Agricultural Productivity Growth and the Role of Capital in South Asia (1980–2013)
1.1. Agricultural Growth and TFP: A Major Policy Objectives of the South Asian Countries
1.2. The Green Revolution Technology and Agricultural Growth in South Asia
1.3. Total Factor Productivity and Agricultural Sustainability
1.4. Agricultural Productivity Growth Analysis for South Asia
2. Materials and Methods
2.1. The study Countries
2.2. Analytical Framework: TFP Measurement
2.3. Estimation Using DEA
2.4. Determinants of TFP Changes
2.4.1. Theoretical Framework
2.4.2. Variables Explaining TFP Changes
2.4.3. Econometric Issues
3.1. Summary Characteristics of the Study Regions
3.2. Agricultural Productivity Growth and Associated Efficiency Changes
3.3. Determinants of TFP Changes
5. Conclusions and Policy Implications
Conflicts of Interest
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|Year||Value US$, 2005 Prices||Agriculture’s Share of Total Outlays|
|Annual Compound Growth Rate||0.170 ***||0.126 ***||0.142||0.155 ***||0.108 ***||0.050 **||0.082||0.084 ***|
|Crop output||Includes all seasons and varieties of cereals, roots and tubers, pulses, oilseeds, vegetables, fruits and cash crops for all the four countries. Cereals, roots and tubers, and pulses are measured in physical quantity (i.e., metric tons). For the other three outputs gross production value (constant 2004–2006 1000 I$) are calculated. We have used six output variables namely: (i) cereals (including rice, wheat, barley, maize, millet, sorghum, etc.); (ii) roots and tubers (includes Potatoes, sweet potatoes, cassava, etc.); pulses (all types, e.g., broad and horse beans, different types of peas and beans, lentils, etc.); cash crops (includes coffee, tea, tobacco, rubber, etc.); oilseed (all types, e.g., almonds, soybeans, coconuts, groundnuts, rapeseed, sunflower seed, linseed, cashew nuts, sesame seed, mustard seed etc.); and vegetable (all types, e.g., cabbages and other brassicas, tomatoes, lettuce and chicory, pumpkins, squash, cauliflowers and broccoli, gourds, eggplants, cucumbers and gherkins, green beans, carrots and turnips, okra, etc.) and fruits (apples, bananas, oranges, lemons and limes, grapefruit, citrus fruit, pears, cherries, apricots, plums and sloes, and peaches and nectarines, etc.).|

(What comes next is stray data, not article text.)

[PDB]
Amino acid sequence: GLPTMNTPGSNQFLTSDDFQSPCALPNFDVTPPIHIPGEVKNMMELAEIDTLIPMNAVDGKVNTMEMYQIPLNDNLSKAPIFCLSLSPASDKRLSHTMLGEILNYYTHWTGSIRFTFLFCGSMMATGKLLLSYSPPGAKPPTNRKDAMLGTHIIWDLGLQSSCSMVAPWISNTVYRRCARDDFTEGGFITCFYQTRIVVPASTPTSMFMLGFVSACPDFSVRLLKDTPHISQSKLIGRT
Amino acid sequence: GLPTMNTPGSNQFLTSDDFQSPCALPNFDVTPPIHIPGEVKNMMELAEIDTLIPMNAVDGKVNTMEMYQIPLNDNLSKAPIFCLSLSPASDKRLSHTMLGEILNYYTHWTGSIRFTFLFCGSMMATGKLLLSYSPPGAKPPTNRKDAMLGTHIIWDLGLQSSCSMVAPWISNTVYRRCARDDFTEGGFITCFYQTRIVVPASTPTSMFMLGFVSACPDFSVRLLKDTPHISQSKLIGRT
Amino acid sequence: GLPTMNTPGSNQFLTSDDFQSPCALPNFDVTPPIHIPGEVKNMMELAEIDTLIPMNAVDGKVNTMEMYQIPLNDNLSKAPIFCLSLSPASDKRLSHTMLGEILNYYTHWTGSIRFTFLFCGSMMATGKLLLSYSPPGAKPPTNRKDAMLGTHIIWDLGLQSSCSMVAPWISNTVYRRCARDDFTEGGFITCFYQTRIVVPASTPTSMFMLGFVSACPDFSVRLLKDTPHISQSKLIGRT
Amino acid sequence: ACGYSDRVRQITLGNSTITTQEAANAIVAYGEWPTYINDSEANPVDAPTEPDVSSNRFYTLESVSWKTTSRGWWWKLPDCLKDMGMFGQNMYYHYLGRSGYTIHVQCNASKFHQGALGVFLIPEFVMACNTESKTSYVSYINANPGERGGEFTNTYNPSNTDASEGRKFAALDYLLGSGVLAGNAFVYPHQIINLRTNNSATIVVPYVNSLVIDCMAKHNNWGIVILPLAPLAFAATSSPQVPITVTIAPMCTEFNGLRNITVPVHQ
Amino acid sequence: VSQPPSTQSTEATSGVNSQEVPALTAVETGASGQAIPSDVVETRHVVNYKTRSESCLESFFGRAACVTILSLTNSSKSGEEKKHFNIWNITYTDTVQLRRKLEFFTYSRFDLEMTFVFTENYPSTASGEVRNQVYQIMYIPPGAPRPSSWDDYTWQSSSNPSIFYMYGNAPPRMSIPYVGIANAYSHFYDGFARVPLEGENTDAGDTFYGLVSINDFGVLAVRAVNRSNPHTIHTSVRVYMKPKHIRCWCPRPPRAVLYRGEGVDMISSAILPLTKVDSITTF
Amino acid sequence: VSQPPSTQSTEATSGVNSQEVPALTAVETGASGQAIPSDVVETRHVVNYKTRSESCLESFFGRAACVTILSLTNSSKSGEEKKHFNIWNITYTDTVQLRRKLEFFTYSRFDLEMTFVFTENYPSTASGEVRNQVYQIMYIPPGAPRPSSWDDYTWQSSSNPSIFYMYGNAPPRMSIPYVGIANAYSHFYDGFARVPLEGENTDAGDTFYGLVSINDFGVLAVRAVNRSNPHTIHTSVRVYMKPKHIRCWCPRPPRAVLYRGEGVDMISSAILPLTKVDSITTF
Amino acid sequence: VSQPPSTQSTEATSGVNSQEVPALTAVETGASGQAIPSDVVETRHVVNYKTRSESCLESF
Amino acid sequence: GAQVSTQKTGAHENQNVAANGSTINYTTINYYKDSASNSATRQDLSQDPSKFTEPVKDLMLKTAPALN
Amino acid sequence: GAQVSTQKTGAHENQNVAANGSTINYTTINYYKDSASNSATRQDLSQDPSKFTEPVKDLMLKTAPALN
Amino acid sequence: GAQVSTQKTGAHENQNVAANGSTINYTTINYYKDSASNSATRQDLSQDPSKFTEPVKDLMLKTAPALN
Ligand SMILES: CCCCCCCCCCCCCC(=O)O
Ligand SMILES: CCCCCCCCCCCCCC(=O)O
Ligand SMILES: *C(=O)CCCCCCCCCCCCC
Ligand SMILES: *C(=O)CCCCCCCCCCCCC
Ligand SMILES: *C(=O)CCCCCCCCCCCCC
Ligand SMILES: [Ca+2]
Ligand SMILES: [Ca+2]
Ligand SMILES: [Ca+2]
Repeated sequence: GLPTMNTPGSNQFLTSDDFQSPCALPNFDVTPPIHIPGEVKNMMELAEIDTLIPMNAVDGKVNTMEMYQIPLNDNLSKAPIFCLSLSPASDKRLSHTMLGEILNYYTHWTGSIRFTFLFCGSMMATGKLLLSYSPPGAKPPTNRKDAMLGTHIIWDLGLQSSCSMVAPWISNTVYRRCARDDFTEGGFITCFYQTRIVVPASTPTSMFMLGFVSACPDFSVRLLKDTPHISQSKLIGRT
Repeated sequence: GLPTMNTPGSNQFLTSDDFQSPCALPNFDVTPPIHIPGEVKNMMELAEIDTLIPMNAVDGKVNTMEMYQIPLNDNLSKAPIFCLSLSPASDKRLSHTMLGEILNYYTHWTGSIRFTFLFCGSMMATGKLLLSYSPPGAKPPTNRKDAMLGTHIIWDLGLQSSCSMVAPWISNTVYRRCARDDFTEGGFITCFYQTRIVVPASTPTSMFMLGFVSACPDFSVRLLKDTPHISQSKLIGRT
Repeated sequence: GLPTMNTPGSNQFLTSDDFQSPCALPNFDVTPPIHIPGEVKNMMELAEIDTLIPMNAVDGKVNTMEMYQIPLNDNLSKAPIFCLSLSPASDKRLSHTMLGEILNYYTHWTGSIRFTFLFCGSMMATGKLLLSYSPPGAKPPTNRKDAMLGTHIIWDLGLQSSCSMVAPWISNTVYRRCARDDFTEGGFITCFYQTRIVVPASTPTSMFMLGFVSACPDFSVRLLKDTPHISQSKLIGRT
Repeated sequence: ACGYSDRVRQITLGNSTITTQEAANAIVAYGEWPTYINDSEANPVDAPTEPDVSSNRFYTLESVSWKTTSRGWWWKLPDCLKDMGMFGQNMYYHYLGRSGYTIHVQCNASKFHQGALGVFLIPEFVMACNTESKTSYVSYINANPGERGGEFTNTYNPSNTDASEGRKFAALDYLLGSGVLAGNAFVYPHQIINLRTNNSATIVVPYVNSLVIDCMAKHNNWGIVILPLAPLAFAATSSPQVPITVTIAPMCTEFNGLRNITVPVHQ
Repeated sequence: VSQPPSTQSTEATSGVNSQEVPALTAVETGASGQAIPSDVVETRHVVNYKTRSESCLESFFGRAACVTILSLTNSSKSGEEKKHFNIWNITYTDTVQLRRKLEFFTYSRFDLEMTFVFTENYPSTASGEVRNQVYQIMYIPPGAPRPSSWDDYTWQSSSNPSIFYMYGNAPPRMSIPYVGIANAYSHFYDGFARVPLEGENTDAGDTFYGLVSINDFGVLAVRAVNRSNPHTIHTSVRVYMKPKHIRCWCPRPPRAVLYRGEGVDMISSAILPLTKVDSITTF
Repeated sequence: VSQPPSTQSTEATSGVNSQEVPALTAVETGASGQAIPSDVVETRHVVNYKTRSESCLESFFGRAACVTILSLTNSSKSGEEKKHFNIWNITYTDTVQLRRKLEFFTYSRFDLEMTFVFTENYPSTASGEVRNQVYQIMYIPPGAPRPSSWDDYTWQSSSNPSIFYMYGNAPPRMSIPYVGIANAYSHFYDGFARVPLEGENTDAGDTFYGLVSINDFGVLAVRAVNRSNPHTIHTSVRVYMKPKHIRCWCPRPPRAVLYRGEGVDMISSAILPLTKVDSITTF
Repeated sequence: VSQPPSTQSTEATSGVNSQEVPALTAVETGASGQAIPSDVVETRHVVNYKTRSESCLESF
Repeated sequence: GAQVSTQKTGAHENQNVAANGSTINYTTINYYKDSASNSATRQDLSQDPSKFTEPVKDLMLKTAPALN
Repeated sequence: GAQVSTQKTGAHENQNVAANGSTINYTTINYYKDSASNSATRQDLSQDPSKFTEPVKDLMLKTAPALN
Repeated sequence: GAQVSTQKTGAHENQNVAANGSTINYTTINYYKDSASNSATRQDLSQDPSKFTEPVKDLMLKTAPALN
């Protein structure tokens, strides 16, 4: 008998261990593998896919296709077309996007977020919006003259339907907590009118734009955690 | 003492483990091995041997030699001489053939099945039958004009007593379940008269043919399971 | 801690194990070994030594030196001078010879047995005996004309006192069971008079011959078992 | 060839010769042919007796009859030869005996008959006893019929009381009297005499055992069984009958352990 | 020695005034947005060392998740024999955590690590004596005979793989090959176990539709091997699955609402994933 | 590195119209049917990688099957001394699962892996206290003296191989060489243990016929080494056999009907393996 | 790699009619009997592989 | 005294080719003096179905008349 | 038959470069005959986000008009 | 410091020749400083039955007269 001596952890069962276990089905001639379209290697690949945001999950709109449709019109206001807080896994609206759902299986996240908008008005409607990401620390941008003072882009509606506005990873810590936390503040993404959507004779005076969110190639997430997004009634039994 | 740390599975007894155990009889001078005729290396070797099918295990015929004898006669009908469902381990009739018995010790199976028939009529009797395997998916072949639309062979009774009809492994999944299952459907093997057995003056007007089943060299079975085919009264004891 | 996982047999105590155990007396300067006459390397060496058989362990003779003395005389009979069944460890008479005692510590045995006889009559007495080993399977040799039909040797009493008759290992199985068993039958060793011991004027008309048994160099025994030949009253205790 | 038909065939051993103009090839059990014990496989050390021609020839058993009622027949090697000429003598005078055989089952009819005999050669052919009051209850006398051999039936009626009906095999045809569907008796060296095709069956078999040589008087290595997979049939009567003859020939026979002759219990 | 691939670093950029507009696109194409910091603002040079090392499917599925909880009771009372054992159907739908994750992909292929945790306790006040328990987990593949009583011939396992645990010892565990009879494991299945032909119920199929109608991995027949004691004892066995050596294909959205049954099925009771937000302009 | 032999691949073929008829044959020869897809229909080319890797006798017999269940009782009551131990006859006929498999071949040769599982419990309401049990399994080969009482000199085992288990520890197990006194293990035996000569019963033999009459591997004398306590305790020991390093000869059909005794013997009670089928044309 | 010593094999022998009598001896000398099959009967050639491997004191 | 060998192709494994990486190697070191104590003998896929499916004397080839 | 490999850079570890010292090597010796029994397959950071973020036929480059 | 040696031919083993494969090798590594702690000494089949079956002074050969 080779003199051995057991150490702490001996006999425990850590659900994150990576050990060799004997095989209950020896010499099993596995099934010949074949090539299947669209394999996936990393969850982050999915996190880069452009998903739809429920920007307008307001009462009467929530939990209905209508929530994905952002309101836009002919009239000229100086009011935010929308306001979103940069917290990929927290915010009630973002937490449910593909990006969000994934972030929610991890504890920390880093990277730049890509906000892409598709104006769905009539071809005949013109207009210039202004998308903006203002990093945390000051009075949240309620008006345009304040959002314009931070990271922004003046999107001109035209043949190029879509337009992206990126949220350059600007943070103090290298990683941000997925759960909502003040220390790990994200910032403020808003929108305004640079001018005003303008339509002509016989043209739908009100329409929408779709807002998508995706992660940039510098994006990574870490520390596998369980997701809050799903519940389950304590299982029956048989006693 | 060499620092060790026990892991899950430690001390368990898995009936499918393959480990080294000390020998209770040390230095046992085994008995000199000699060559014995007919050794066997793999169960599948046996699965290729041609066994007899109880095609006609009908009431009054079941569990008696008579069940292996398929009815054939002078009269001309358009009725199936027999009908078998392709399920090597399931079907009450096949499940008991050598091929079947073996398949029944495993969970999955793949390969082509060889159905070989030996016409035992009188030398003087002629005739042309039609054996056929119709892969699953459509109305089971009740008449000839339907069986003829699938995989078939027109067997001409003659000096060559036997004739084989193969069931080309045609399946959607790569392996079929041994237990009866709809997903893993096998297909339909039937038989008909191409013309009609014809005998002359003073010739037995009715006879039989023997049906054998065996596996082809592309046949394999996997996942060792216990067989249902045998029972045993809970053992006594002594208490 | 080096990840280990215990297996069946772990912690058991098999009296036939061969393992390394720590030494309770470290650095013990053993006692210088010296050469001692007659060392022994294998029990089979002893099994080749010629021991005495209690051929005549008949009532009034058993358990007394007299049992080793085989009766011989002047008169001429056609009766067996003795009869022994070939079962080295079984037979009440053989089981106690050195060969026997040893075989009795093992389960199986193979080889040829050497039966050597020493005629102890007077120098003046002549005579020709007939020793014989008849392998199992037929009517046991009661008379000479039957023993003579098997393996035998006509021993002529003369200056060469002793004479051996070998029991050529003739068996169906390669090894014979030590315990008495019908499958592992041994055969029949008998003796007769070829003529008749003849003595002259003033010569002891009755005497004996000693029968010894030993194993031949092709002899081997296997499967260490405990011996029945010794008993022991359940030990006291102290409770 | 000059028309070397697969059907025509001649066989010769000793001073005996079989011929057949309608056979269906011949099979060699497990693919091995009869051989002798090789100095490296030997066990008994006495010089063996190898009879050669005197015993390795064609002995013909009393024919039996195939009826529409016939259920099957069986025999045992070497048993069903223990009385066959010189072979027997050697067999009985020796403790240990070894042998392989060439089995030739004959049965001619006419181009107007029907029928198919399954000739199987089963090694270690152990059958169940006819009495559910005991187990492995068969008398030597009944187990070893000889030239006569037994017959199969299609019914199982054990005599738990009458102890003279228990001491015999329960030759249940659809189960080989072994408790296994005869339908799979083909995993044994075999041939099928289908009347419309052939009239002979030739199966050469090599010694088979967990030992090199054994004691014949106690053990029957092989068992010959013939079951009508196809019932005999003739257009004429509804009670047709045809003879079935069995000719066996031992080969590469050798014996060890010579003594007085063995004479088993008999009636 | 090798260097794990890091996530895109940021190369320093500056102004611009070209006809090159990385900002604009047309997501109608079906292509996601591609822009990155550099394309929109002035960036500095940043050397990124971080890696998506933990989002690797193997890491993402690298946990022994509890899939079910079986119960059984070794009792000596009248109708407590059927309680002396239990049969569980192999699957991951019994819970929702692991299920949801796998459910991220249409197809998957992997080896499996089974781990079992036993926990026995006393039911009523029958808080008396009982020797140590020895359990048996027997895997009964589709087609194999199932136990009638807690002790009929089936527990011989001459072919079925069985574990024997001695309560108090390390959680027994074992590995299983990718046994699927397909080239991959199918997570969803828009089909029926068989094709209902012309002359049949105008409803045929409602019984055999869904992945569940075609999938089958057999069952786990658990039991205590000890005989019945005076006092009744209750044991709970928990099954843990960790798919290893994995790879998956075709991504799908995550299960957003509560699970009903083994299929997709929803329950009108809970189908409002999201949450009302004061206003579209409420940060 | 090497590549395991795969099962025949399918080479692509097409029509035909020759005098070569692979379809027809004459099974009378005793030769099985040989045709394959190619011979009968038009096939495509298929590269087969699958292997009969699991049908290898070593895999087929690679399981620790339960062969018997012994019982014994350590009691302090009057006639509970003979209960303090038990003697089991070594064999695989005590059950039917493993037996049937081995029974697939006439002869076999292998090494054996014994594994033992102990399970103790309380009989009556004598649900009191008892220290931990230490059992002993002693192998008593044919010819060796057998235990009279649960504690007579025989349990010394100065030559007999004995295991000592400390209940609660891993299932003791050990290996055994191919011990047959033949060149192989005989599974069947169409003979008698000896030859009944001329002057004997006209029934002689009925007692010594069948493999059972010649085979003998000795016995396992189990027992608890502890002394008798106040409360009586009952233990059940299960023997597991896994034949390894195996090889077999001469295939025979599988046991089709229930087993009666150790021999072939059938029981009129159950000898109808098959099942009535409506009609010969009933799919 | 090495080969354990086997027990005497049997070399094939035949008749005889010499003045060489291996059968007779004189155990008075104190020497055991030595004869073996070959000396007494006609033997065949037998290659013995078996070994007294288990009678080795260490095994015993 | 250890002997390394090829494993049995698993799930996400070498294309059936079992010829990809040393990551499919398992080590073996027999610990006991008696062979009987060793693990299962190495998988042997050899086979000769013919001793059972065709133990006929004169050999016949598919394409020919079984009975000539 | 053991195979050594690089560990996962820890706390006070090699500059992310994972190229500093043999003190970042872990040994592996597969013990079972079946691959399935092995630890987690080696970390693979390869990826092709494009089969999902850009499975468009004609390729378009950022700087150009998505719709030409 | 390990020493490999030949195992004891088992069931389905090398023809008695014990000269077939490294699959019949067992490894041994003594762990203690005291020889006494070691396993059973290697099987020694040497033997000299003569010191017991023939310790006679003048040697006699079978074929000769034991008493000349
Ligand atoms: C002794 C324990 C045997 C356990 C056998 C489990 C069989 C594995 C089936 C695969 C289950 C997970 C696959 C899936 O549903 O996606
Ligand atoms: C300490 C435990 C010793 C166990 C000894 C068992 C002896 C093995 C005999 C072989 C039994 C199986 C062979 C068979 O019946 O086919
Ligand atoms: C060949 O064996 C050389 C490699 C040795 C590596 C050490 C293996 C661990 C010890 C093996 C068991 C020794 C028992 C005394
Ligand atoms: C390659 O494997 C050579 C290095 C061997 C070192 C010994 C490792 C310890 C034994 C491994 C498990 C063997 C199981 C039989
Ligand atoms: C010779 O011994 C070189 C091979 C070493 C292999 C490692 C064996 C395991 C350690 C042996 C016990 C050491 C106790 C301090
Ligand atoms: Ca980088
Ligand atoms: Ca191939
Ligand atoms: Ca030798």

|Animal power||Number of total live draft animals (i.e., cattle and buffaloes)|
|Labour||Total economically active population (000) working in agriculture|
|Land area||Land area is measured as gross cropped area derived by multiplying arable land (000 ha) with cropping intensity (CI). The data for arable land and cropping intensity were taken from faostat and respective country’s national statistics, respectively. In Bangladesh, CI data was missing for the years 1980, 2012 and 2013. For India and Pakistan, CI data was available for the years 1990–2011. In Nepal CI information were available only for 1992, 2002 and 2012. Standard linear trend interpolation method was applied for these missing information. Similarly, for all the four countries, arable land data for the year 2013 is predicted.|